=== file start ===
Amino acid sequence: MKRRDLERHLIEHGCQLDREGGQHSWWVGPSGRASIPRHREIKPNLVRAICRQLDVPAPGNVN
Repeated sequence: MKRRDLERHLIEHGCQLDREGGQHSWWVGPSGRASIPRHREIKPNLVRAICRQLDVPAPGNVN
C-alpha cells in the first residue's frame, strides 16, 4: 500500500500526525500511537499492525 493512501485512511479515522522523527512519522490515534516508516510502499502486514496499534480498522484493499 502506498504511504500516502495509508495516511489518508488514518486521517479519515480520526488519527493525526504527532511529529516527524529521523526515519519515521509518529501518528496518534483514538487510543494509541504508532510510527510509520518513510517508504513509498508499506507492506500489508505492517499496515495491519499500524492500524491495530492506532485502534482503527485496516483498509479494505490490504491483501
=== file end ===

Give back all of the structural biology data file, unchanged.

Amino acid sequence: MKRRDLERHLIEHGCQLDREGGQHSWWVGPSGRASIPRHREIKPNLVRAICRQLDVPAPGNVN
Repeated sequence: MKRRDLERHLIEHGCQLDREGGQHSWWVGPSGRASIPRHREIKPNLVRAICRQLDVPAPGNVN
C-alpha cells in the first residue's frame, strides 16, 4: 500500500500526525500511537499492525 493512501485512511479515522522523527512519522490515534516508516510502499502486514496499534480498522484493499 502506498504511504500516502495509508495516511489518508488514518486521517479519515480520526488519527493525526504527532511529529516527524529521523526515519519515521509518529501518528496518534483514538487510543494509541504508532510510527510509520518513510517508504513509498508499506507492506500489508505492517499496515495491519499500524492500524491495530492506532485502534482503527485496516483498509479494505490490504491483501